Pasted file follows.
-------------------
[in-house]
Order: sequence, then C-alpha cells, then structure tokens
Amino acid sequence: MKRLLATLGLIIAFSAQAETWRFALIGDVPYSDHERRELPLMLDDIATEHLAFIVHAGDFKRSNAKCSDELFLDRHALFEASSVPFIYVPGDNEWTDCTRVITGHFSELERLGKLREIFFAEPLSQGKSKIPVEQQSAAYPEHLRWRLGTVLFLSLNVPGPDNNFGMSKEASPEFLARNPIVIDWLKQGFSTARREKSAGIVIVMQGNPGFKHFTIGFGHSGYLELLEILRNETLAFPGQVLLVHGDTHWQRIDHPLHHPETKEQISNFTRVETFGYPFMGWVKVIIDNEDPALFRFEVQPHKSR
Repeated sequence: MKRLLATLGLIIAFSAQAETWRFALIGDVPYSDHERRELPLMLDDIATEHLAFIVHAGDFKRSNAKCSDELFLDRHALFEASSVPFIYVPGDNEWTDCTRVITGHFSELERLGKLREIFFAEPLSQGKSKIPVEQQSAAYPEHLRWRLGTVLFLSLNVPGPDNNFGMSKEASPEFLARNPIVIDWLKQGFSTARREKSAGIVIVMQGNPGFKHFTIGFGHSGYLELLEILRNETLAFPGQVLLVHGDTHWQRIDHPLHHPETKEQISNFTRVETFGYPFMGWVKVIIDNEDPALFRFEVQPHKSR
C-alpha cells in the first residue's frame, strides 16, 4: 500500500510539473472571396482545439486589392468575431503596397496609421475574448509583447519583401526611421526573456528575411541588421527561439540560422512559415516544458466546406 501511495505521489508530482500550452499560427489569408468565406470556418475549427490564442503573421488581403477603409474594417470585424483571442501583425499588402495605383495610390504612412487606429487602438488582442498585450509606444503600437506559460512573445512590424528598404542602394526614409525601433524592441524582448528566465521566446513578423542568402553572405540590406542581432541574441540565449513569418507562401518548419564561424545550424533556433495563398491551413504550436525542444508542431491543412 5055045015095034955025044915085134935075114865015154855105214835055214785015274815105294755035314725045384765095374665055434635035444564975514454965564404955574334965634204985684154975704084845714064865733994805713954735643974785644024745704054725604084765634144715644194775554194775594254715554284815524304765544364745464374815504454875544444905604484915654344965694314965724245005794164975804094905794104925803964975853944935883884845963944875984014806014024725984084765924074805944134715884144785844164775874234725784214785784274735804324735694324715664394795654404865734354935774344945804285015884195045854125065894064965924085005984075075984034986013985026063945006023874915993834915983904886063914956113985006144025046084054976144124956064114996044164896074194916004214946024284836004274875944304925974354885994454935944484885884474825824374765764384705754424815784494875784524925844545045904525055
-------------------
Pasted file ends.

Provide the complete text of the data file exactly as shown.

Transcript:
[in-house]
Order: sequence, then C-alpha cells, then structure tokens
Amino acid sequence: MKRLLATLGLIIAFSAQAETWRFALIGDVPYSDHERRELPLMLDDIATEHLAFIVHAGDFKRSNAKCSDELFLDRHALFEASSVPFIYVPGDNEWTDCTRVITGHFSELERLGKLREIFFAEPLSQGKSKIPVEQQSAAYPEHLRWRLGTVLFLSLNVPGPDNNFGMSKEASPEFLARNPIVIDWLKQGFSTARREKSAGIVIVMQGNPGFKHFTIGFGHSGYLELLEILRNETLAFPGQVLLVHGDTHWQRIDHPLHHPETKEQISNFTRVETFGYPFMGWVKVIIDNEDPALFRFEVQPHKSR
Repeated sequence: MKRLLATLGLIIAFSAQAETWRFALIGDVPYSDHERRELPLMLDDIATEHLAFIVHAGDFKRSNAKCSDELFLDRHALFEASSVPFIYVPGDNEWTDCTRVITGHFSELERLGKLREIFFAEPLSQGKSKIPVEQQSAAYPEHLRWRLGTVLFLSLNVPGPDNNFGMSKEASPEFLARNPIVIDWLKQGFSTARREKSAGIVIVMQGNPGFKHFTIGFGHSGYLELLEILRNETLAFPGQVLLVHGDTHWQRIDHPLHHPETKEQISNFTRVETFGYPFMGWVKVIIDNEDPALFRFEVQPHKSR
C-alpha cells in the first residue's frame, strides 16, 4: 500500500510539473472571396482545439486589392468575431503596397496609421475574448509583447519583401526611421526573456528575411541588421527561439540560422512559415516544458466546406 501511495505521489508530482500550452499560427489569408468565406470556418475549427490564442503573421488581403477603409474594417470585424483571442501583425499588402495605383495610390504612412487606429487602438488582442498585450509606444503600437506559460512573445512590424528598404542602394526614409525601433524592441524582448528566465521566446513578423542568402553572405540590406542581432541574441540565449513569418507562401518548419564561424545550424533556433495563398491551413504550436525542444508542431491543412 5055045015095034955025044915085134935075114865015154855105214835055214785015274815105294755035314725045384765095374665055434635035444564975514454965564404955574334965634204985684154975704084845714064865733994805713954735643974785644024745704054725604084765634144715644194775554194775594254715554284815524304765544364745464374815504454875544444905604484915654344965694314965724245005794164975804094905794104925803964975853944935883884845963944875984014806014024725984084765924074805944134715884144785844164775874234725784214785784274735804324735694324715664394795654404865734354935774344945804285015884195045854125065894064965924085005984075075984034986013985026063945006023874915993834915983904886063914956113985006144025046084054976144124956064114996044164896074194916004214946024284836004274875944304925974354885994454935944484885884474825824374765764384705754424815784494875784524925844545045904525055